Wednesday, October 30, 2019

Wednesday's Words for October 30, 2019

There are several reasons why I write.

I began writing when I was ten or so, and even then, I understood that it wasn’t something that I had chosen to do. It, had, more or less, chosen me. I didn’t fully appreciate how that could be so, until I learned my father had been a writer, though he never was published.

Another reason I wrote, was to make my up own world, after the death of my dad. The world I was in wasn’t all that great, and writing became my escape.

Before I achieved publication, I had been given a second chance at life, through open heart surgery. With that realization came the sure and certain knowledge that I had to make that second chance count. I needed to make writing the focus of my life. I learned, through application and prayer, that I had actually been given another reason to write. I was to become transparent. To share with others what I had experienced, to touch others, to let them know they were not the only ones going through what they endured in life—that they were not alone.

None of us is alone, and while knowing that is good, feeling that is easier to accomplish when we can read the words of someone who, either through essays, or through created characters in fictional stories, shows us that they’ve been there too.

That was a big build up to this week’s essay because this one is very hard for me to write.

Our wonderful Mr. Tuffy has left us. He’d been sick for only a couple of weeks, and we’d been to the vet twice, and he while he seemed to improve, he relapsed. We went a third, and final time, and had x-rays taken. The result was the discovery of a tumor. He’d lost weight, he didn’t want to eat any more, and he was—well, if not in pain, he was in great unhappiness.

Euthanasia was the second to last thing we wanted to do. The last thing was to have him suffer any more than he already was. He passed this past Friday morning, in the arms of his daddy.

This hit us both hard, but it especially devastated David. They had been practically inseparable since Tuffy came to us in February of 2013. He was this adorable, little ball of fluff that fit in the palm of our hands. Tuffy truly became our third baby. In fact, in place of a crate, we used a playpen during those first months. He was his daddy’s best friend, and earlier this year when we got our scooters, Augie doggie and doggie daddy, as I called them, made daily excursions together to the park. They had such fun, and both of them always came home with smiles.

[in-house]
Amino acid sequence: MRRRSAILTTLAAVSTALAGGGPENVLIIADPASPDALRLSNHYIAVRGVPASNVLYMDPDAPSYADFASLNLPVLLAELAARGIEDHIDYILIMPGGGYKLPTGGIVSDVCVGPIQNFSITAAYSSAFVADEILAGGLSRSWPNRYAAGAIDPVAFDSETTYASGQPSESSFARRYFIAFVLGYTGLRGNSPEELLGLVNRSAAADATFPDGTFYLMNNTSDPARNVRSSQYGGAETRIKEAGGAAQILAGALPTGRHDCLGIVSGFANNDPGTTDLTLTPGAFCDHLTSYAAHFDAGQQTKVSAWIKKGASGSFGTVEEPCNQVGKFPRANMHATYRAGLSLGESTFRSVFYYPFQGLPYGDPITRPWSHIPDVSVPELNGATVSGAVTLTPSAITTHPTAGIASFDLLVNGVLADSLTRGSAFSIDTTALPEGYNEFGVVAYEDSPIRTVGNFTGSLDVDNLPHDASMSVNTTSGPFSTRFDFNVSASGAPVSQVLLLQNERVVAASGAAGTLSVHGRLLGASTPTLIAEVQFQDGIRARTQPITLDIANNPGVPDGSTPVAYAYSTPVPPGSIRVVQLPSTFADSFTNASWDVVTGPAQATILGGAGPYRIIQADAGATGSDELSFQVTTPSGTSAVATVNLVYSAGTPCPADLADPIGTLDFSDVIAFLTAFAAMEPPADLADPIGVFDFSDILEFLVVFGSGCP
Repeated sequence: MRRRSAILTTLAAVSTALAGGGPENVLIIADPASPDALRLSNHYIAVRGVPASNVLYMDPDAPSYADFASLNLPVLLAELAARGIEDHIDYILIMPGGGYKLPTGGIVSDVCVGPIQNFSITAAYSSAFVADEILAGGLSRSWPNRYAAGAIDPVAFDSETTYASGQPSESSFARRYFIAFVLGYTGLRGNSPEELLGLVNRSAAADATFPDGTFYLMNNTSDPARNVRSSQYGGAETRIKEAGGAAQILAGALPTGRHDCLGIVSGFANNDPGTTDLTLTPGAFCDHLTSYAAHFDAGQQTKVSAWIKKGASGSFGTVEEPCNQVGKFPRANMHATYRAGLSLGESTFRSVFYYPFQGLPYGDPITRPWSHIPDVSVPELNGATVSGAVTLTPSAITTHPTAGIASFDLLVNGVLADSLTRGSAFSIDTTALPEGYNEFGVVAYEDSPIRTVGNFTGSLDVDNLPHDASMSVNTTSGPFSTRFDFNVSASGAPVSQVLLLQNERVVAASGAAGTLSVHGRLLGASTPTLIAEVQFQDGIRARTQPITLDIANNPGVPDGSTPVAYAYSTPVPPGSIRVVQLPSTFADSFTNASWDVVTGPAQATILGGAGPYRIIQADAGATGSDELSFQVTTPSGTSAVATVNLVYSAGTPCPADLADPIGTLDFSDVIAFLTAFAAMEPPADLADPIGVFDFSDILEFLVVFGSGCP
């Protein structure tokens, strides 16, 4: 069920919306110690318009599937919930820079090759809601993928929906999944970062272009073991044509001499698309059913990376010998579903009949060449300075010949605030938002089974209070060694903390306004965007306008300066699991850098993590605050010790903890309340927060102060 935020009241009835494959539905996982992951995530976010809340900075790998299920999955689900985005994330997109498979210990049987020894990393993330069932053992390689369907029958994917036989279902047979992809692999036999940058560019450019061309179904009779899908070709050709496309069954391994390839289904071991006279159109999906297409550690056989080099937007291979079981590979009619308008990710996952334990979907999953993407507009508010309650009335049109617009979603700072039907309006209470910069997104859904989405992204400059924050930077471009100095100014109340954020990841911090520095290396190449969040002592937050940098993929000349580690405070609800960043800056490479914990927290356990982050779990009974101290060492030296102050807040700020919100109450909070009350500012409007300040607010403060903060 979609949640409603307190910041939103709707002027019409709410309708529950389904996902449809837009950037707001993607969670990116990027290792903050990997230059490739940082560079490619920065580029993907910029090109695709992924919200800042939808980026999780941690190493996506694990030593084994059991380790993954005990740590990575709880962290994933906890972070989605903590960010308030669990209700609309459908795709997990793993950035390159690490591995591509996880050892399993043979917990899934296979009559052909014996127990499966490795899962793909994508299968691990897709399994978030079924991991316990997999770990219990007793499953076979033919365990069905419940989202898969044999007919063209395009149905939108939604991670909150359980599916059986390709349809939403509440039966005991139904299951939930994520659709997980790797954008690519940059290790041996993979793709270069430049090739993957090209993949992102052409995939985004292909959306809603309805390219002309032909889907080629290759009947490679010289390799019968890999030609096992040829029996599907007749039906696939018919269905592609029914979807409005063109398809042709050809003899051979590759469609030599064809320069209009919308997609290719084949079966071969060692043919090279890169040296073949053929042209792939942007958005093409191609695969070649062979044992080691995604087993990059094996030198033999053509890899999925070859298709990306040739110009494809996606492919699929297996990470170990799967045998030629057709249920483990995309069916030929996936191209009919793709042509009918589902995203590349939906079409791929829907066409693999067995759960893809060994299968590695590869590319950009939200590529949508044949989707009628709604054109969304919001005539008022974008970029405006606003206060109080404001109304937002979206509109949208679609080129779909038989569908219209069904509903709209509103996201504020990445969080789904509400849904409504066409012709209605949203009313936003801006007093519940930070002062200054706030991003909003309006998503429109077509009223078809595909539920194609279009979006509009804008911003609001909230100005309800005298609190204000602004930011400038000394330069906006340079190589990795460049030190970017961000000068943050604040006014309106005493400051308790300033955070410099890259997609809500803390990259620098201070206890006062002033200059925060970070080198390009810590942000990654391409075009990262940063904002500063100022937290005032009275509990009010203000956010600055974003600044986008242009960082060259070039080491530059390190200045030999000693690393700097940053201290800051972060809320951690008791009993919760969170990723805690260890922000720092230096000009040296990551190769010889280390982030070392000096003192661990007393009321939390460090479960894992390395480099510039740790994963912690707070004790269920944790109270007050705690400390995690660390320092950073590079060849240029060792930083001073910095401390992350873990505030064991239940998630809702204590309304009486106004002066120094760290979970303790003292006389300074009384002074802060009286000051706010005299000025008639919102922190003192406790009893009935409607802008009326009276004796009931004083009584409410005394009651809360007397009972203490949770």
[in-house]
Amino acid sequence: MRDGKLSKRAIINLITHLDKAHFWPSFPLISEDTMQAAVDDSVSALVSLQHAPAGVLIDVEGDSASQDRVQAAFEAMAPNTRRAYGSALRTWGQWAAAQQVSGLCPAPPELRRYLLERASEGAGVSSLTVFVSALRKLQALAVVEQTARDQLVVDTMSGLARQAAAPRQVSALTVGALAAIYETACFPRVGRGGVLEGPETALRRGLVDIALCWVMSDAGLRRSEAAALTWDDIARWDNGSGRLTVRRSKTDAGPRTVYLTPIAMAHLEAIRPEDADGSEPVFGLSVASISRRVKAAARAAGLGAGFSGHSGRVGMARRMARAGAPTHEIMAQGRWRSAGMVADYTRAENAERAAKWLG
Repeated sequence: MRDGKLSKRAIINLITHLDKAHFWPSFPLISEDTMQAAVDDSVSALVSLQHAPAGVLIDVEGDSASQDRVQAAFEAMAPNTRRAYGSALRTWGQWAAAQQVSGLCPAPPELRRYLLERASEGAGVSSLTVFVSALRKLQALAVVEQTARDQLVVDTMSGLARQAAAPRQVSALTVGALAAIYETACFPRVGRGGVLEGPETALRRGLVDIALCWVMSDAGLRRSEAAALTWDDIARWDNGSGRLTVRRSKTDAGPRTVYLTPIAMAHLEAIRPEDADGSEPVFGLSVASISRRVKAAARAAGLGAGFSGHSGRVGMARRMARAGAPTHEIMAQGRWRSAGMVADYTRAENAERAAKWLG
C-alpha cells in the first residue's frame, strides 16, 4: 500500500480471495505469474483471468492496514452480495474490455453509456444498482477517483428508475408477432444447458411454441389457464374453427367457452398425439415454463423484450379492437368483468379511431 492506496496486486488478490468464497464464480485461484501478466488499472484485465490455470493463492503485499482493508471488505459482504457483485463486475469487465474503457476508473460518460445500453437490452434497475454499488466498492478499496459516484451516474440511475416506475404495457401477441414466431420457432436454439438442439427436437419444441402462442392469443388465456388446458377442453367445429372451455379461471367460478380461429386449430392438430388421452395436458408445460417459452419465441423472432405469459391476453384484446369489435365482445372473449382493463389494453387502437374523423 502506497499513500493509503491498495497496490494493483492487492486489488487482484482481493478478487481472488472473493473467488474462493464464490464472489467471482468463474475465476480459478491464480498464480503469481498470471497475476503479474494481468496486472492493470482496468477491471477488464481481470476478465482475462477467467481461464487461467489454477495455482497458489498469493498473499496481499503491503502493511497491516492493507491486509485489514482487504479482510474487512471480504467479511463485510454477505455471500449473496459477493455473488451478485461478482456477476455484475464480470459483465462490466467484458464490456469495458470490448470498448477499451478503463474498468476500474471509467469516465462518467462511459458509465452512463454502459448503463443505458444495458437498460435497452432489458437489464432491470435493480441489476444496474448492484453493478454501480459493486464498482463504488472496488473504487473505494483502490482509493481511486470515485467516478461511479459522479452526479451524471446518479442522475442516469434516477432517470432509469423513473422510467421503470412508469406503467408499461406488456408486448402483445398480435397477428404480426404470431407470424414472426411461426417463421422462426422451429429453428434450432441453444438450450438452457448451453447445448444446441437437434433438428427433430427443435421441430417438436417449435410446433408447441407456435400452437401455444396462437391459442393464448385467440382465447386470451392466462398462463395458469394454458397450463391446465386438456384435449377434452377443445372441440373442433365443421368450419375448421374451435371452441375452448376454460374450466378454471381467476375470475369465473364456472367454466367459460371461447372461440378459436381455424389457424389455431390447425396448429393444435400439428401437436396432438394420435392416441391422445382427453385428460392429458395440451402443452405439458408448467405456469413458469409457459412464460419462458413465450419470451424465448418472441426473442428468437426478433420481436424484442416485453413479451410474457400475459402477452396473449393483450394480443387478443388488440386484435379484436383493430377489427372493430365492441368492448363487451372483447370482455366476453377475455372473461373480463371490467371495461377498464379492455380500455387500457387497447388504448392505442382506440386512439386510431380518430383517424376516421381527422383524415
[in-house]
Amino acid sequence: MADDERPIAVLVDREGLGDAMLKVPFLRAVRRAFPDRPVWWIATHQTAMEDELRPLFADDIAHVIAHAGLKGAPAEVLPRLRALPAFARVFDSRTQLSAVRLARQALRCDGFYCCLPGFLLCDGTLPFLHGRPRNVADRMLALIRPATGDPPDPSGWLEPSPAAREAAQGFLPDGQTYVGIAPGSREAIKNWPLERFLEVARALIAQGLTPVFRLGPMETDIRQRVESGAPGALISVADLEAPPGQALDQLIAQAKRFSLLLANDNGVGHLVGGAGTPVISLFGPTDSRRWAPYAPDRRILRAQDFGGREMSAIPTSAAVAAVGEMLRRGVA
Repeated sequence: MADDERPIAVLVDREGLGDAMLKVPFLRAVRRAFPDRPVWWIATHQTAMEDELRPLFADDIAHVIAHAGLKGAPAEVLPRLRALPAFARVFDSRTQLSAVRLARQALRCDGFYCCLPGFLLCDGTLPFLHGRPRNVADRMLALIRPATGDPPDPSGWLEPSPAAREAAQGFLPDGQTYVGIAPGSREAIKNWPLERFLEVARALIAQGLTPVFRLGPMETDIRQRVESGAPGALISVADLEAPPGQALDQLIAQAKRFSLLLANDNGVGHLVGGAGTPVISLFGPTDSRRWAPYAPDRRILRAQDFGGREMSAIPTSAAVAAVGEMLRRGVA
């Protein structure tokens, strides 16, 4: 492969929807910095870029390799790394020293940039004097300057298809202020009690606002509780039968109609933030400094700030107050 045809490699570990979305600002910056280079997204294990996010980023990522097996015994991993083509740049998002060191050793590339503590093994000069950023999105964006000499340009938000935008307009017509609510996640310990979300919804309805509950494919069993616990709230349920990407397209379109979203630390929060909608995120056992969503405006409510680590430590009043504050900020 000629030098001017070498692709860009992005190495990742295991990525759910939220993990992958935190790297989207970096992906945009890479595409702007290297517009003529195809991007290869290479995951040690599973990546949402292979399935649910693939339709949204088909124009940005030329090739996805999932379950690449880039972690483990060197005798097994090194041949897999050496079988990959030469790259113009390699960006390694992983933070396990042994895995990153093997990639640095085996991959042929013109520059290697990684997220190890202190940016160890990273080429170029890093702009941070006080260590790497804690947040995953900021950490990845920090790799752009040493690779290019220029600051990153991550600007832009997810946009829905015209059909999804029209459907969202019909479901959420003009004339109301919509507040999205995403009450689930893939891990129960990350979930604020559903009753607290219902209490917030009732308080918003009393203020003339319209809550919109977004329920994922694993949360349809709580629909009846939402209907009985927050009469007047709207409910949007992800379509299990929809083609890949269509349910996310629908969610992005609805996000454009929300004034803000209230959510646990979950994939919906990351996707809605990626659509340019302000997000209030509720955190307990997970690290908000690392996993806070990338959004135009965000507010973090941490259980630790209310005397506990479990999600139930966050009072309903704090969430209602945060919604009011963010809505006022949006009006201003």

We have, my husband and I, suffered real tragedy in our lives, with the passing of a granddaughter and then, a few years later, her daddy, our son, Anthony, in 2006. There is no equivalency here, and of course we know that. But human emotions are tricky things. And I am here to tell you, it’s okay to grieve, and grieve hard for a fur baby. The toughest part for David was knowing that the expected lifespan for a Morkie is 10 to 13 years; David had been very pleased to find that out when we first got Tuffy, and he looked forward to all that time with the little guy. Sadly, Mr. Tuffy only lived to 6 and a half of those 13 years. And, of course, his passing was sudden. From that first visit to the vet to the last, was just ten days.

The vet didn’t expect this, either, because there are several conditions that a Morkie can develop, and the professionals believed he had been suffering from one of them. When the blood tests that first day showed he had an infection and low protein, we all—the vet included—thought the antibiotics would do their work, and at first, they seemed to. But by the end of the week, we knew they hadn’t, so another process was tried, but then he began to fail. Over Thursday night he developed respiratory problems, and we returned to the vet the next morning for what we soon knew would be the final time.

We’re both seniors now, David and I, and we have our own health issues. Tuffy had grown into middle age with us and was happy with the activity level we could provide him. We won’t, of course, acquire any more pets of our own. As it is, there’s a veritable herd waiting for us now at the rainbow bridge, beginning with the very first pet we ever had as a couple. Over the years? A conservative estimate would be that we’ve loved 12 dogs and likely just as many cats.

Soon, we’ll leave our deep mourning behind and focus on the endless joy Mr. Tuffy gave us. And he did give us endless, boundless joy. Helping us through this time are my daughter’s chihuahuas. Of course, they knew from the beginning that something was wrong. Pets usually do. And they’re a comfort, a soft warm body or four to remind us, gently, of the one who’s no longer with us.

Their attention to us is almost as if Tuffy, on his final day, told his best buddies to look after us for him.


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